IL 2012: Discovery Systems

Space Shuttle Discovery Landing At Washington DC
“Space Shuttle Discovery Landing At Washington DC” by Glyn Lowe

Speaker: Bob Fernekes

The Gang of Four: Google, Apple, Amazon, & Facebook

Google tends to acquire companies to grow the capabilities of it. We all know about Apple. Amazon sells more ebooks than print books now. Facebook is… yeah. That.

And then we jump to selecting a discovery service. You would do that in order to make the best use of the licensed content. This guy’s library did a soft launch in the past year of the discovery service they chose, and it’s had an impact on the instruction and tools (i.e. search boxes) he uses.

And I kind of lost track of what he was talking about, in part because he jumped from one thing to the next, without much of a transition or connection. I think there was something about usability studies after they implemented it, although they seemed to focus on more than just the discovery service.

Speaker: Alison Steinberg Gurganus

Why choose a discovery system? You probably already know. Students lack search skills, but they know how to search, so we need to give them something that will help them navigate the proprietary stuff we offer out on the web.

The problem with the discovery systems is that they are very proprietary. They don’t quite play fairly or nicely with competitor’s content yet.

Our users need to be able to evaluate, but they also need to find the stuff in the first place. A great discovery service should be self-explanatory, but we don’t have that yet.

We have students who understand Google, which connects them to all the information and media they want. We need something like that for our library resources.

When they were implementing the discovery tool, they wanted to make incremental changes to the website to direct users to it. They went from two columns, with the left column being text links to categories of library resources and services, to three columns, with the discover search box in the middle column.

When they were customizing the look of the discovery search results, they changed the titles of items to red (from blue). She notes that users tend to ignore the outside columns because that’s where Google puts advertisements, so they are looking at ways to make that information more visible.

I also get the impression that she doesn’t really understand how a discovery service works or what it’s supposed to do.

Speaker: Athena Hoeppner

Hypothesis: discovery includes sufficient content of high enough quality, with full text, and …. (didn’t type fast enough).

Looked at final papers from a PhD level course (34), specifically the methodology section and bibliography. Searched for each item in the discovery search as well as one general aggregator database and two subject-specific databases. The works cited were predominately articles, with a significant number of web sources that were not available through library resources. She was able to find more citations in the discovery search than in Google Scholar or any of the other library databases.

Clearly the discovery search was sufficient for finding the content they needed. Then they used a satisfaction survey of the same students that covered familiarity and frequency of use for the subject indexes, discovery search, and Google Scholar. Ultimately, it came down that the students were satisfied and happy with the subject indexes, and too few respondents to get a sense of satisfaction with the discovery search or Google Scholar.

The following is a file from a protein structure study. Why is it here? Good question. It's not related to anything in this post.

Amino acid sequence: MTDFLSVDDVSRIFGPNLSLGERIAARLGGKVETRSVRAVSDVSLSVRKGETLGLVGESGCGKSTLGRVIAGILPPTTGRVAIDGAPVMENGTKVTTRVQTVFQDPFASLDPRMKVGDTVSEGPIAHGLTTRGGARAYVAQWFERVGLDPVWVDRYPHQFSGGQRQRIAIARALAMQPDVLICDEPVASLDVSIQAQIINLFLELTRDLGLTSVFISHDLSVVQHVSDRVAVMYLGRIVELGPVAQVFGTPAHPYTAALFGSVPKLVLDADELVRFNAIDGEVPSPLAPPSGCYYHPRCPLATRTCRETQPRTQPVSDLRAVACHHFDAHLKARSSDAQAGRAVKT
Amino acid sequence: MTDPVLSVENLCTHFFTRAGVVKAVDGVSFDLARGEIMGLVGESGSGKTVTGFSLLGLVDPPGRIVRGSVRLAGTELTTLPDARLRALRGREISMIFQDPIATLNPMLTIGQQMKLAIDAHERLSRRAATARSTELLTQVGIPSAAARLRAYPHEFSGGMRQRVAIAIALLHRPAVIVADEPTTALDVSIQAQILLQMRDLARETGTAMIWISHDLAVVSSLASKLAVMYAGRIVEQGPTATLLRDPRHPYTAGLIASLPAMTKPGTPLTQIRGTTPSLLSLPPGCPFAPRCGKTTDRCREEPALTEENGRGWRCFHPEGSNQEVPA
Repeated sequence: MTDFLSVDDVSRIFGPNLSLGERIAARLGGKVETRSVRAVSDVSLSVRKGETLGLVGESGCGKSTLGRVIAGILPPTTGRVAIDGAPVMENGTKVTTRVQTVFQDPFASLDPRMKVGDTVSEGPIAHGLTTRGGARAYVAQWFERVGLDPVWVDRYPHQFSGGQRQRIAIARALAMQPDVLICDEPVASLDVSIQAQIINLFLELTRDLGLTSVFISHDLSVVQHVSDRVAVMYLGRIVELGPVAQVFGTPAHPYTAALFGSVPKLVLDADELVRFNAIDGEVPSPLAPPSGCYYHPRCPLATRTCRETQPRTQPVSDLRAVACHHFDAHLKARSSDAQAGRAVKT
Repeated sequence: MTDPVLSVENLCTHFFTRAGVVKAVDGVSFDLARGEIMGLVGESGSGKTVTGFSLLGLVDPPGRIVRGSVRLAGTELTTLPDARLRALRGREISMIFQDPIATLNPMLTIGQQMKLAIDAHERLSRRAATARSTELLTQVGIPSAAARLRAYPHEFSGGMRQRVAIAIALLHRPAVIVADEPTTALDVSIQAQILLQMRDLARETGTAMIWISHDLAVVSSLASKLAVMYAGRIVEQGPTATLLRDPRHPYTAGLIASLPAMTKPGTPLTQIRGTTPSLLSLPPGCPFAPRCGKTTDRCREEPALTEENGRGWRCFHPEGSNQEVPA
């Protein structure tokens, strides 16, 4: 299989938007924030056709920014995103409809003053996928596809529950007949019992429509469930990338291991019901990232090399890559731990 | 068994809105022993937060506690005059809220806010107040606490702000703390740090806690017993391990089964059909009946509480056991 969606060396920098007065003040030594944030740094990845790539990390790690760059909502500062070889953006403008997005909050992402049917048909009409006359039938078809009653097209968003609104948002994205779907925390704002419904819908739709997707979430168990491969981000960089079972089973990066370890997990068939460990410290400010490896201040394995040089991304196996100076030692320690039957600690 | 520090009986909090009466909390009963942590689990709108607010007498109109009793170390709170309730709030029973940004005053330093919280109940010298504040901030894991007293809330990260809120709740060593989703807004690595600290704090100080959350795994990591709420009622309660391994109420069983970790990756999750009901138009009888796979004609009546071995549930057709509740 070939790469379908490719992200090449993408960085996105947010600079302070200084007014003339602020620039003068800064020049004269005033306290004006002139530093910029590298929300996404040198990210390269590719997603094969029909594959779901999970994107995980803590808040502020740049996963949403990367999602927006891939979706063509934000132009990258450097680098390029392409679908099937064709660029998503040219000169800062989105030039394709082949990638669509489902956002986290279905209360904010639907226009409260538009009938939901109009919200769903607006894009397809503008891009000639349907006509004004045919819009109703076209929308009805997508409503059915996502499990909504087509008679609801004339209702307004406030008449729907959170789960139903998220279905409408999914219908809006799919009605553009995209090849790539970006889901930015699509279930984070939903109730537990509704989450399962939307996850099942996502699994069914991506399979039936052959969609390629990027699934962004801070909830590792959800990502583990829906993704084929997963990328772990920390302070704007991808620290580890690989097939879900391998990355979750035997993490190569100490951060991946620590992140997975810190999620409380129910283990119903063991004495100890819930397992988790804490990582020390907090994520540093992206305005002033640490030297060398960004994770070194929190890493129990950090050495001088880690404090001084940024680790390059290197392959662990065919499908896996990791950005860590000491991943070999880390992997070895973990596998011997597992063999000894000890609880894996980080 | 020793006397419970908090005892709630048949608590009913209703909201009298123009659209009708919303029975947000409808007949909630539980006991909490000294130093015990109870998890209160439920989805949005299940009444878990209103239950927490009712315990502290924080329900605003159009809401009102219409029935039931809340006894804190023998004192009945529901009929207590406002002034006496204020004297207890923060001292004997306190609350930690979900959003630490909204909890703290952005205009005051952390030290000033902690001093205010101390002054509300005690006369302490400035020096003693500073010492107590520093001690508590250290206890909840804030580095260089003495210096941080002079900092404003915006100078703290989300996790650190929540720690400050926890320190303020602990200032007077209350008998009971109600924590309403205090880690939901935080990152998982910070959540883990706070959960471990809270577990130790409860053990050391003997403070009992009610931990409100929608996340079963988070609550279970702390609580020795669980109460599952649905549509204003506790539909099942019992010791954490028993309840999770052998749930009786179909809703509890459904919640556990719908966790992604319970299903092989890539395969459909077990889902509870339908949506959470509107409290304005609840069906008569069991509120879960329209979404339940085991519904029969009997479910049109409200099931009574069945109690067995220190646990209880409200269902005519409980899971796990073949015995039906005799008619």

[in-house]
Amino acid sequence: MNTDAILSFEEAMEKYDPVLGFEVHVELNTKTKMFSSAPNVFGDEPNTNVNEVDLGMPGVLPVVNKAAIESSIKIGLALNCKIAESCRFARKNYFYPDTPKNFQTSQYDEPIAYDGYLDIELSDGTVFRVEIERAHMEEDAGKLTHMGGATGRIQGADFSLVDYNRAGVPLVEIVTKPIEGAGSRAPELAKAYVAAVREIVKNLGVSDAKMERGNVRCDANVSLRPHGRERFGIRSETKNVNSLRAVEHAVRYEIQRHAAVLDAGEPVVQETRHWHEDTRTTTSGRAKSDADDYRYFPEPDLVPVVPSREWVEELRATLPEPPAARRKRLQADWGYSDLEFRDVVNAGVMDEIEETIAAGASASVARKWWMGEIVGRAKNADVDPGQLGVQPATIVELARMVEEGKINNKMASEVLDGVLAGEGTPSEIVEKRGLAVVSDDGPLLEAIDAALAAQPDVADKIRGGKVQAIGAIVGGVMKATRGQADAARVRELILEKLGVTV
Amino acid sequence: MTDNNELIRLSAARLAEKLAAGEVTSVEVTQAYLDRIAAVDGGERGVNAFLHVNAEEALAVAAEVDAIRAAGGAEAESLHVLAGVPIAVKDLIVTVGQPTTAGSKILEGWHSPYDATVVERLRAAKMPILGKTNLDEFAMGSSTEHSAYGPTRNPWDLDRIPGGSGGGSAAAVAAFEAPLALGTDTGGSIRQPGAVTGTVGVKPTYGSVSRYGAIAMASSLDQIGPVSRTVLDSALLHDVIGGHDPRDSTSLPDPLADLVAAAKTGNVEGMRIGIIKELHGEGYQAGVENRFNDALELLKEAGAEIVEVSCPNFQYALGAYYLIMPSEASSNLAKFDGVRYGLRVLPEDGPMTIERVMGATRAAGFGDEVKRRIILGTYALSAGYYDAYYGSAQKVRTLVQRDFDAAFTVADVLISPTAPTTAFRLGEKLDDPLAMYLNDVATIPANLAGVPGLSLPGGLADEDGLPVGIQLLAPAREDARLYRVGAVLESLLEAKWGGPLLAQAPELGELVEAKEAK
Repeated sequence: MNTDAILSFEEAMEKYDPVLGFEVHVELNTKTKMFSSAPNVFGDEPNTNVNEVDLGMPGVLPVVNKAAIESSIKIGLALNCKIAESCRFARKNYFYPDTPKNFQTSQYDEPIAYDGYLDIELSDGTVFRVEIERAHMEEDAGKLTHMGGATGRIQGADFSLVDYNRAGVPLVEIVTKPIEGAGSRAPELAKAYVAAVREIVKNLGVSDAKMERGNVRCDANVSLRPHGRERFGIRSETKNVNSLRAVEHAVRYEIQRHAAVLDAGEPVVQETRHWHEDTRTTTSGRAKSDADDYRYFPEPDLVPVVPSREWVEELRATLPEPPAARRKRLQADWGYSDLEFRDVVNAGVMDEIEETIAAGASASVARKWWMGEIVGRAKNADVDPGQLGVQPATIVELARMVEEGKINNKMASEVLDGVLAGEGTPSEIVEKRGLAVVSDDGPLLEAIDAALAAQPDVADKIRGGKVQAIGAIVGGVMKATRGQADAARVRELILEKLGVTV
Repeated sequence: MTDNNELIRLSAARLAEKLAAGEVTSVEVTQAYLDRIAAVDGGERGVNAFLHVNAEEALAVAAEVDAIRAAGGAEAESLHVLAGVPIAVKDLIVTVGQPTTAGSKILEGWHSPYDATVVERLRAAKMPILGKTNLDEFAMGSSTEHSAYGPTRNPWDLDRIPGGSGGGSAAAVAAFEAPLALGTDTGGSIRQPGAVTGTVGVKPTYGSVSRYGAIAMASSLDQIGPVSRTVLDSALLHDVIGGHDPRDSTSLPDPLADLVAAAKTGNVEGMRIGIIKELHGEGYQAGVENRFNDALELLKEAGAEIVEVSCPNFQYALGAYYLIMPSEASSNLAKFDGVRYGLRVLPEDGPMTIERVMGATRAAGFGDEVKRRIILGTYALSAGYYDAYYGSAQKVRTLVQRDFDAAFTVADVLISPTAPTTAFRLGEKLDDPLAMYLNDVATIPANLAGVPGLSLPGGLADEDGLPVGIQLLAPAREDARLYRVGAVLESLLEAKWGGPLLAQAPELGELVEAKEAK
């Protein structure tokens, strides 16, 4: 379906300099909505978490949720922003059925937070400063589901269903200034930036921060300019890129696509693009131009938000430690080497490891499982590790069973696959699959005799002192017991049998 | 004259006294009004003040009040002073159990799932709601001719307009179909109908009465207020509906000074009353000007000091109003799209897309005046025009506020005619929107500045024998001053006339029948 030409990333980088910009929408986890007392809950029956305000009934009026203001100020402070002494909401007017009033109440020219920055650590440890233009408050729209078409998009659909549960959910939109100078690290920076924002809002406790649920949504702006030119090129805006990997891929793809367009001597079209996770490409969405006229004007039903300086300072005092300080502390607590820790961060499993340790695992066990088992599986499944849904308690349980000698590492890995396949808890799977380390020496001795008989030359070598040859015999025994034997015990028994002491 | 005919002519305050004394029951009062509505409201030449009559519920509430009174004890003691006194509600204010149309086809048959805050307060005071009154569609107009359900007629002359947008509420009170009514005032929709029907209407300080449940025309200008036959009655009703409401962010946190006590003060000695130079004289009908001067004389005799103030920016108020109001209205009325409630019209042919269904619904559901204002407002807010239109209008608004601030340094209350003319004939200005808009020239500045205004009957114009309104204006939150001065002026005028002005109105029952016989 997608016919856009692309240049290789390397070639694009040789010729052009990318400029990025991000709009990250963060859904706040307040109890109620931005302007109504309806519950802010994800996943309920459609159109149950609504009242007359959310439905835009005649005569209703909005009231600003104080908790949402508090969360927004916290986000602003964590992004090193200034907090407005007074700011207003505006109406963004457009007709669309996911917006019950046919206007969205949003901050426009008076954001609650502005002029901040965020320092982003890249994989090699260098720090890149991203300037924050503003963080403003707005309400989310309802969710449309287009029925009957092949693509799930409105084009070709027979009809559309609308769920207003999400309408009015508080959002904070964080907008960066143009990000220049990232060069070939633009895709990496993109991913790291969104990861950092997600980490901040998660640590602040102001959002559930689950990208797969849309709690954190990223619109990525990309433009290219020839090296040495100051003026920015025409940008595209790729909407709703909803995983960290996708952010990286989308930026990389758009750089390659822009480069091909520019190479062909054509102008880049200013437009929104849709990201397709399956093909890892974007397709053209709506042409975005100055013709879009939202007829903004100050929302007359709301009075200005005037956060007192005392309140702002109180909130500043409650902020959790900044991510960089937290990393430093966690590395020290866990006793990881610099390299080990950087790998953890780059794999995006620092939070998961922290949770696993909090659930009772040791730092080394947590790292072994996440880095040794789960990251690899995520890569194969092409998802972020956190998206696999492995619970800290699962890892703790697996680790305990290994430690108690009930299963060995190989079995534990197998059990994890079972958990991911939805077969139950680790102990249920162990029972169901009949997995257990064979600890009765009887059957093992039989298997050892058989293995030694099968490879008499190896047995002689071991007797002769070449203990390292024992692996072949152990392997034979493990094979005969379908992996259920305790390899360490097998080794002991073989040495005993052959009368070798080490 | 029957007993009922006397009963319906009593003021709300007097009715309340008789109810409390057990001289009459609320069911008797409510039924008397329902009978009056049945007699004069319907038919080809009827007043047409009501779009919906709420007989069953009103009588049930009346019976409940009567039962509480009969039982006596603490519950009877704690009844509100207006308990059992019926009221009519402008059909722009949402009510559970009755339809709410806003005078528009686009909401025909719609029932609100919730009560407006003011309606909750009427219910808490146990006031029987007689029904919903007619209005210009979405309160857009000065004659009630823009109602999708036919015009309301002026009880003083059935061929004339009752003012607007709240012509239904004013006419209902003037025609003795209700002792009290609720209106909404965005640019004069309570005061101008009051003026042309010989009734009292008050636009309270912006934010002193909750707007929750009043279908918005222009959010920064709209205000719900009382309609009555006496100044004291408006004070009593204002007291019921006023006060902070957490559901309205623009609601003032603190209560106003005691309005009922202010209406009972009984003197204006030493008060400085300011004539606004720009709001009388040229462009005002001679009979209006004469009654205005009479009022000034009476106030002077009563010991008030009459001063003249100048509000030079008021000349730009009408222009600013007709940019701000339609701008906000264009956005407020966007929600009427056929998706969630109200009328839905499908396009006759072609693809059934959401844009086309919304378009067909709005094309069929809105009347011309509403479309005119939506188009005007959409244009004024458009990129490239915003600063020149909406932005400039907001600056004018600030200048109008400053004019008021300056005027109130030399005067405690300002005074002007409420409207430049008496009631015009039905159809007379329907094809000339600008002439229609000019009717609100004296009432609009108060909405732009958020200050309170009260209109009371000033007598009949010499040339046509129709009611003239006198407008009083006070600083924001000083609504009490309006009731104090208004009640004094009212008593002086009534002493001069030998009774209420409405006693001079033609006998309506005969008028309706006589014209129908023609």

Conclusions: Students are unfamiliar with the discovery system, but it could support their research needs. However, we don’t know if they can find the things they are looking for in it (search skills), nor do we know if they will ultimately be happy with it.

NASIG 2012: Why the Internet is More Attractive Than the Library

Speaker: Dr. Lynn Silipigni Connaway, OCLC

Students, particularly undergraduates, find Google search results to make more sense than library database search results. In the past, these kinds of users had to work around our services, but now we need to make our resources fit their workflow.

Connaway has tried to compare 12 different user behavior studies in the UK and the US to draw some broad conclusions, and this has informed her talk today.

Convenience is number one, and it changes. Context and situation are very important, and we need to remember that when asking questions about our users. Sometimes they just want the answer, not instruction on how to do the research.

Most people power browse these days: scan small chunks of information, view first few pages, no real reading. They combine this with squirreling — short, basic searches and saving the content for later use.

Students prefer keyword searches. This is supported by looking at the kinds of terms used in the search. Experts use broad terms to cover all possible indexing, novices use specific terms. So why do we keep trying to get them to use the “advance” search in our resources?

Students are confident with information discovery tools. They mainly use their common sense for determining the credibility of a site. If a site appears to have put some time into the presentation, then they are more likely to believe it.

Students are frustrated with navigating library websites, the inconvenience of communicating with librarians face to face, and they tend to associate libraries only with books, not with other information. They don’t recognize that the library is who is providing them with access to online content like JSTOR and the things they find in Google Scholar.

Students and faculty often don’t realize they can ask a question of a librarian in person because we look “busy” staring at our screens at the desk.